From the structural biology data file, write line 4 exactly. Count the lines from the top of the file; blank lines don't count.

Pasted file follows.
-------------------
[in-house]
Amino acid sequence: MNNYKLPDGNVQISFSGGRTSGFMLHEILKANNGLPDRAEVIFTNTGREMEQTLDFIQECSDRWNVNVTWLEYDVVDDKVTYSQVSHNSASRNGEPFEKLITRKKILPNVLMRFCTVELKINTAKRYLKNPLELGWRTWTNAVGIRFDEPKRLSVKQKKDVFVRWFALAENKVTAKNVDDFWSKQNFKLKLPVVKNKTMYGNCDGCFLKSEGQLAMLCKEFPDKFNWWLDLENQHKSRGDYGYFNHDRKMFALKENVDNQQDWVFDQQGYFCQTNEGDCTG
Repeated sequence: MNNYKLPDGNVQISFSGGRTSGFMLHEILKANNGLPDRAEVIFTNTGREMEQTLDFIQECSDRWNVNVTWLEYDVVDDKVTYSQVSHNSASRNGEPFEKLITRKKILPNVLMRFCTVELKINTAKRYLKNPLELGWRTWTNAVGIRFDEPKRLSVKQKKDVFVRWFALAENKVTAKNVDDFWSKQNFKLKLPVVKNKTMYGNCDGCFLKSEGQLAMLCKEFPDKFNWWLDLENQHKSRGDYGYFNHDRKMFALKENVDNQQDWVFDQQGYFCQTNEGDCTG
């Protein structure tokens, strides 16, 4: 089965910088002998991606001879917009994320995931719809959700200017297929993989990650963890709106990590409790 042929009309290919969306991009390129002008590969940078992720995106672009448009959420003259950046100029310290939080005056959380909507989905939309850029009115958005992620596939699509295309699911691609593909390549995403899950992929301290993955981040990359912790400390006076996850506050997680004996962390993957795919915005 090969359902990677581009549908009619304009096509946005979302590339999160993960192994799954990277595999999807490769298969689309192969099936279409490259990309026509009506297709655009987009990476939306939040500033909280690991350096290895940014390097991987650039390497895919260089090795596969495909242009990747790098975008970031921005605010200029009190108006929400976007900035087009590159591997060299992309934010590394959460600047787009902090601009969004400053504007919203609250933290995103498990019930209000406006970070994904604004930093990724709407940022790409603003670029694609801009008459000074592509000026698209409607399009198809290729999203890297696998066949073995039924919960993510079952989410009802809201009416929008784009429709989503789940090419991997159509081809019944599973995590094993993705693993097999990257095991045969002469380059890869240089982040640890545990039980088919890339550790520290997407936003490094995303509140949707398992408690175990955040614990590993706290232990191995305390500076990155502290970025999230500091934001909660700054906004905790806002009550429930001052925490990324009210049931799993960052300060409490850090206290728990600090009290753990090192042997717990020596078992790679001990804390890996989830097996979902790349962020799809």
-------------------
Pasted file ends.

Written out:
């Protein structure tokens, strides 16, 4: 089965910088002998991606001879917009994320995931719809959700200017297929993989990650963890709106990590409790 042929009309290919969306991009390129002008590969940078992720995106672009448009959420003259950046100029310290939080005056959380909507989905939309850029009115958005992620596939699509295309699911691609593909390549995403899950992929301290993955981040990359912790400390006076996850506050997680004996962390993957795919915005 090969359902990677581009549908009619304009096509946005979302590339999160993960192994799954990277595999999807490769298969689309192969099936279409490259990309026509009506297709655009987009990476939306939040500033909280690991350096290895940014390097991987650039390497895919260089090795596969495909242009990747790098975008970031921005605010200029009190108006929400976007900035087009590159591997060299992309934010590394959460600047787009902090601009969004400053504007919203609250933290995103498990019930209000406006970070994904604004930093990724709407940022790409603003670029694609801009008459000074592509000026698209409607399009198809290729999203890297696998066949073995039924919960993510079952989410009802809201009416929008784009429709989503789940090419991997159509081809019944599973995590094993993705693993097999990257095991045969002469380059890869240089982040640890545990039980088919890339550790520290997407936003490094995303509140949707398992408690175990955040614990590993706290232990191995305390500076990155502290970025999230500091934001909660700054906004905790806002009550429930001052925490990324009210049931799993960052300060409490850090206290728990600090009290753990090192042997717990020596078992790679001990804390890996989830097996979902790349962020799809």